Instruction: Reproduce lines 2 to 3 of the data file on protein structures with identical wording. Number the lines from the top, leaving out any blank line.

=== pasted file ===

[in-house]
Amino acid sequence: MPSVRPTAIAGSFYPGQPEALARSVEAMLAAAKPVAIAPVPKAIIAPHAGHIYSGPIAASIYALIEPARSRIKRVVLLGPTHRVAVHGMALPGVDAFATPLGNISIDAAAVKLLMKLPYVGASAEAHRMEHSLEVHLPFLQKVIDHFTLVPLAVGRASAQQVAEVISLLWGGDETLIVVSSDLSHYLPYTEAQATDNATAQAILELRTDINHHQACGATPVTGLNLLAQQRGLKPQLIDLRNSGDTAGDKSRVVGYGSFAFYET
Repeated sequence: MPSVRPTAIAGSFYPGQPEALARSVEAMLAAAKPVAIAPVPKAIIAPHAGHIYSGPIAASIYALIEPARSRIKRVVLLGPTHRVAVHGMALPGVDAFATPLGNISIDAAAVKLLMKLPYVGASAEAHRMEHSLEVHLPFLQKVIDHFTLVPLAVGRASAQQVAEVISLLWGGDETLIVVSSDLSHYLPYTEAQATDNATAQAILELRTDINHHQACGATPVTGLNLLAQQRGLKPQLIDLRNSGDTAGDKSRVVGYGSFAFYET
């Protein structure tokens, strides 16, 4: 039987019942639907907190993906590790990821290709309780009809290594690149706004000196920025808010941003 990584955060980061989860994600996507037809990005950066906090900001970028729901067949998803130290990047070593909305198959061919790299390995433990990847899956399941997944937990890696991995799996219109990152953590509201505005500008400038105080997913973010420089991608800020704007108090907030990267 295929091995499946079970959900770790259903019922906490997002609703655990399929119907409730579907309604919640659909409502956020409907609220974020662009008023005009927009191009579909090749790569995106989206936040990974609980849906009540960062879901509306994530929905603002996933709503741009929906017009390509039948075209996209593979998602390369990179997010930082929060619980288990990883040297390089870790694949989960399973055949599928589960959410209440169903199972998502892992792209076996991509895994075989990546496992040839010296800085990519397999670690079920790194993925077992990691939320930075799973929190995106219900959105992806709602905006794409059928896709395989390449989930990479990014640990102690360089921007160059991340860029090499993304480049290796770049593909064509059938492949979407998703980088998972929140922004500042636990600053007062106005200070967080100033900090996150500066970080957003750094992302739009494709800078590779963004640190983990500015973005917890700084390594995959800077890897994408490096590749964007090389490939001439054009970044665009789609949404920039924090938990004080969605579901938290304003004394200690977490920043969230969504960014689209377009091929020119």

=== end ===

Amino acid sequence: MPSVRPTAIAGSFYPGQPEALARSVEAMLAAAKPVAIAPVPKAIIAPHAGHIYSGPIAASIYALIEPARSRIKRVVLLGPTHRVAVHGMALPGVDAFATPLGNISIDAAAVKLLMKLPYVGASAEAHRMEHSLEVHLPFLQKVIDHFTLVPLAVGRASAQQVAEVISLLWGGDETLIVVSSDLSHYLPYTEAQATDNATAQAILELRTDINHHQACGATPVTGLNLLAQQRGLKPQLIDLRNSGDTAGDKSRVVGYGSFAFYET
Repeated sequence: MPSVRPTAIAGSFYPGQPEALARSVEAMLAAAKPVAIAPVPKAIIAPHAGHIYSGPIAASIYALIEPARSRIKRVVLLGPTHRVAVHGMALPGVDAFATPLGNISIDAAAVKLLMKLPYVGASAEAHRMEHSLEVHLPFLQKVIDHFTLVPLAVGRASAQQVAEVISLLWGGDETLIVVSSDLSHYLPYTEAQATDNATAQAILELRTDINHHQACGATPVTGLNLLAQQRGLKPQLIDLRNSGDTAGDKSRVVGYGSFAFYET